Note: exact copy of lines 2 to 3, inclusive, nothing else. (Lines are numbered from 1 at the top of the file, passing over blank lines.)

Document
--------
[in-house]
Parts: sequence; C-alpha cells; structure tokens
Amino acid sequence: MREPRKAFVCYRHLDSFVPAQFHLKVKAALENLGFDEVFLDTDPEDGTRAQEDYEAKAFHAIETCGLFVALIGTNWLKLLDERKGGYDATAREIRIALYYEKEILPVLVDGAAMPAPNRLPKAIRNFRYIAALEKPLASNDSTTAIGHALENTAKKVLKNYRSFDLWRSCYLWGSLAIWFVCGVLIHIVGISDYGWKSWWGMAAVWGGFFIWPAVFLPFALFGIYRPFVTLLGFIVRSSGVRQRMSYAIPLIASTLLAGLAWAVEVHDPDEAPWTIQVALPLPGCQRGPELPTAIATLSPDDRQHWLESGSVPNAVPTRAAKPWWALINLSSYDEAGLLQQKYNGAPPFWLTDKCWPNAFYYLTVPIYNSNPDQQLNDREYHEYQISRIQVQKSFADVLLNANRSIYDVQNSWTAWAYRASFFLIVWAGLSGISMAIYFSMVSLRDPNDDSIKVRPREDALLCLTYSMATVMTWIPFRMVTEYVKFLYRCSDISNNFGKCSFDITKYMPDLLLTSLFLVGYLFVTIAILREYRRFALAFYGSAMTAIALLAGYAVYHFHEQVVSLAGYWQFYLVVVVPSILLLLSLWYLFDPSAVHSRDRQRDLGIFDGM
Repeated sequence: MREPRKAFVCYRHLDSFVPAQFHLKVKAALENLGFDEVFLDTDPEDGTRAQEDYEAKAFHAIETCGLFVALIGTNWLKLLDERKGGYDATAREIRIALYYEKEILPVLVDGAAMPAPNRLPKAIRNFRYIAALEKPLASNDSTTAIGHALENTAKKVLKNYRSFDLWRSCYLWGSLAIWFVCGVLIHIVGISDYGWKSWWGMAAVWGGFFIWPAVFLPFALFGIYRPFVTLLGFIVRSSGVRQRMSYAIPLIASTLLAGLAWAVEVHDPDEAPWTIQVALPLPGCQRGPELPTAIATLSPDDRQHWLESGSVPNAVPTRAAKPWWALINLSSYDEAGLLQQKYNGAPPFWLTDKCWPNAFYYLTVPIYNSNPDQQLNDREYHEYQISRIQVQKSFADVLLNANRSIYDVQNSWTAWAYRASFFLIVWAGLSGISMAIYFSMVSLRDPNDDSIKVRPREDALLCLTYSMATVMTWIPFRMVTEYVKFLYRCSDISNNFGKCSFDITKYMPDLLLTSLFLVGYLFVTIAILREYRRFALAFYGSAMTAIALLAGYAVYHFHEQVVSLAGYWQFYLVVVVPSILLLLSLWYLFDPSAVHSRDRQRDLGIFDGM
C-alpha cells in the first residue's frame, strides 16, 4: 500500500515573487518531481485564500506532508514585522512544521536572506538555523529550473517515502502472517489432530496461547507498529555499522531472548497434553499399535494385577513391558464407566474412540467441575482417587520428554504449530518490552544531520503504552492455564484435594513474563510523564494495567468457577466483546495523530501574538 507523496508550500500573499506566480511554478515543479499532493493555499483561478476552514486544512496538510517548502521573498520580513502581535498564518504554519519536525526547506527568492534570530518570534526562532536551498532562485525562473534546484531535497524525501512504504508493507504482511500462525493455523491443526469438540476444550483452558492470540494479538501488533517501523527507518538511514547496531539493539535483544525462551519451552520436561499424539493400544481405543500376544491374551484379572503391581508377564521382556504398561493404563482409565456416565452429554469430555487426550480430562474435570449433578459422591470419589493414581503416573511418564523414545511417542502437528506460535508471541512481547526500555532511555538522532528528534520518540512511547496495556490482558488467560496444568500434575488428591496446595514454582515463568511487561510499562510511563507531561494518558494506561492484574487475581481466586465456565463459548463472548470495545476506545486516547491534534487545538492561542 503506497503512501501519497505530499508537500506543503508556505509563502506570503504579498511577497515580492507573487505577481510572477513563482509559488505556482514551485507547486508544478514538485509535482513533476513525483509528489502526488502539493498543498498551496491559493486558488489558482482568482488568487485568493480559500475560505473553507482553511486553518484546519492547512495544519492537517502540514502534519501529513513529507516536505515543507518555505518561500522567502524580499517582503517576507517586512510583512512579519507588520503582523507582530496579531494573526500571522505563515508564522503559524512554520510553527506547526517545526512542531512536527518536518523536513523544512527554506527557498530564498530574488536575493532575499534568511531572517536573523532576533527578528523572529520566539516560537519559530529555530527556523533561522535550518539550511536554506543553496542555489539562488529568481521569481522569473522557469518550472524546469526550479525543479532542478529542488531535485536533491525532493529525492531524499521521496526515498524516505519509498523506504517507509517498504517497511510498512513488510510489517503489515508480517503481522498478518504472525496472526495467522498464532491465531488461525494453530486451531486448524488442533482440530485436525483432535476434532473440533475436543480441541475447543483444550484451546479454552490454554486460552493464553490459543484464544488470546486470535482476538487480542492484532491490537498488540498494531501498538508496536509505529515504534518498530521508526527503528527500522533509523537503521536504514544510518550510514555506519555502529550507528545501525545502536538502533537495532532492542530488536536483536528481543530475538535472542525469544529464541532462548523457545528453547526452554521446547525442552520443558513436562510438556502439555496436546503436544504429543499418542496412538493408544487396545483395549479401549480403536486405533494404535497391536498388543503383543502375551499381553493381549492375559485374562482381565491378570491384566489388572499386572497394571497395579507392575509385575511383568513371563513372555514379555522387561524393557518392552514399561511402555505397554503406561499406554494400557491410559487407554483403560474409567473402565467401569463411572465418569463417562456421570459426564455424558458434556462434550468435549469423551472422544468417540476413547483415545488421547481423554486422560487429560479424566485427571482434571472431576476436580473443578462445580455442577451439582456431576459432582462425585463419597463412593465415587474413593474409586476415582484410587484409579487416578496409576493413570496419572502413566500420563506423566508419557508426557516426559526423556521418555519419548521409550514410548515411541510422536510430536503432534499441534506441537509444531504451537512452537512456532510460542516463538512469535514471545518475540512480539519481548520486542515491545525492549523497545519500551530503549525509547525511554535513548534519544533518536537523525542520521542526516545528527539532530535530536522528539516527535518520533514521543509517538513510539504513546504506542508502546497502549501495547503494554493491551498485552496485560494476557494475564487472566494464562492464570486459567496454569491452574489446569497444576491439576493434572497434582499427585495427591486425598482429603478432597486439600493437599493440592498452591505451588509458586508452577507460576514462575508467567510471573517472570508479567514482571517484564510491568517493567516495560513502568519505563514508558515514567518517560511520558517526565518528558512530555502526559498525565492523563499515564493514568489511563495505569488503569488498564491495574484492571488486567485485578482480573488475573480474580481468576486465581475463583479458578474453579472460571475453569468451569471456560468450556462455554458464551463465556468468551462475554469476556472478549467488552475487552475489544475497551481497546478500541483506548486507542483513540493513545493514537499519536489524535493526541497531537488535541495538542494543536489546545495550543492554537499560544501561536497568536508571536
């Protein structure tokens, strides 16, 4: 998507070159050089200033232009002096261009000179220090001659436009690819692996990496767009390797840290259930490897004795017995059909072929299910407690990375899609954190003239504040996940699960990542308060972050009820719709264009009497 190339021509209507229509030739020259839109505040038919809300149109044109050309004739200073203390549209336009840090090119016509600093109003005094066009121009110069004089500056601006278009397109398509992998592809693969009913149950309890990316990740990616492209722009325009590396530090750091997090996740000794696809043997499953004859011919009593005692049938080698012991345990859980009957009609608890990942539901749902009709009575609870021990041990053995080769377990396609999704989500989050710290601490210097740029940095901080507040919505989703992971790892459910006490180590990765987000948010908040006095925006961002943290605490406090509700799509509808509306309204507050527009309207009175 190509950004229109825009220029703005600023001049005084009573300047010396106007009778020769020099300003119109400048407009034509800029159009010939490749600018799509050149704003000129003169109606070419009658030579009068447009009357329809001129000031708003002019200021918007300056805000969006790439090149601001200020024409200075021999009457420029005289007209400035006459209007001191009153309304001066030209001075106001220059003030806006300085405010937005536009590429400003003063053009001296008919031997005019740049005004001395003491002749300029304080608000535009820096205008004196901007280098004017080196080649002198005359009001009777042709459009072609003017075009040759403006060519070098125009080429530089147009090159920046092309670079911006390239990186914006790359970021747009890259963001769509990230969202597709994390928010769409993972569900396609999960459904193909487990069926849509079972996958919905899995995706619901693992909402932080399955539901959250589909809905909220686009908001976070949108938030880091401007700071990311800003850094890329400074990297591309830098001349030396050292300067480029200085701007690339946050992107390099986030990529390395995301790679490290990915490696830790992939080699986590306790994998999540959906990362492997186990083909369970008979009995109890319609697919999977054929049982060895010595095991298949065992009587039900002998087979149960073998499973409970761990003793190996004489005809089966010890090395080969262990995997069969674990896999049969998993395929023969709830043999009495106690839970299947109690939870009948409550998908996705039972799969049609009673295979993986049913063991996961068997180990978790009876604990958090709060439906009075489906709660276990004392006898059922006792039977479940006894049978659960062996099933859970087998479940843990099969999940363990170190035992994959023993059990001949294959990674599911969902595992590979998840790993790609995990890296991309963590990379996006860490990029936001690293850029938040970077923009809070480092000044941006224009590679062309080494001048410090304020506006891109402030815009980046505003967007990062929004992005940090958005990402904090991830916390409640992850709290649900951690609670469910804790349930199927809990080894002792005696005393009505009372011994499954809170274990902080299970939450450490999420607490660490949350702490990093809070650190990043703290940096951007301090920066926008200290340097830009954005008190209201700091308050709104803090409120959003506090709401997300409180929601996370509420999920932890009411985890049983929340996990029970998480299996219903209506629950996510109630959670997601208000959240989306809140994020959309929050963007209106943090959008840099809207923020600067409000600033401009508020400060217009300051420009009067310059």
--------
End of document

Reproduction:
Parts: sequence; C-alpha cells; structure tokens
Amino acid sequence: MREPRKAFVCYRHLDSFVPAQFHLKVKAALENLGFDEVFLDTDPEDGTRAQEDYEAKAFHAIETCGLFVALIGTNWLKLLDERKGGYDATAREIRIALYYEKEILPVLVDGAAMPAPNRLPKAIRNFRYIAALEKPLASNDSTTAIGHALENTAKKVLKNYRSFDLWRSCYLWGSLAIWFVCGVLIHIVGISDYGWKSWWGMAAVWGGFFIWPAVFLPFALFGIYRPFVTLLGFIVRSSGVRQRMSYAIPLIASTLLAGLAWAVEVHDPDEAPWTIQVALPLPGCQRGPELPTAIATLSPDDRQHWLESGSVPNAVPTRAAKPWWALINLSSYDEAGLLQQKYNGAPPFWLTDKCWPNAFYYLTVPIYNSNPDQQLNDREYHEYQISRIQVQKSFADVLLNANRSIYDVQNSWTAWAYRASFFLIVWAGLSGISMAIYFSMVSLRDPNDDSIKVRPREDALLCLTYSMATVMTWIPFRMVTEYVKFLYRCSDISNNFGKCSFDITKYMPDLLLTSLFLVGYLFVTIAILREYRRFALAFYGSAMTAIALLAGYAVYHFHEQVVSLAGYWQFYLVVVVPSILLLLSLWYLFDPSAVHSRDRQRDLGIFDGM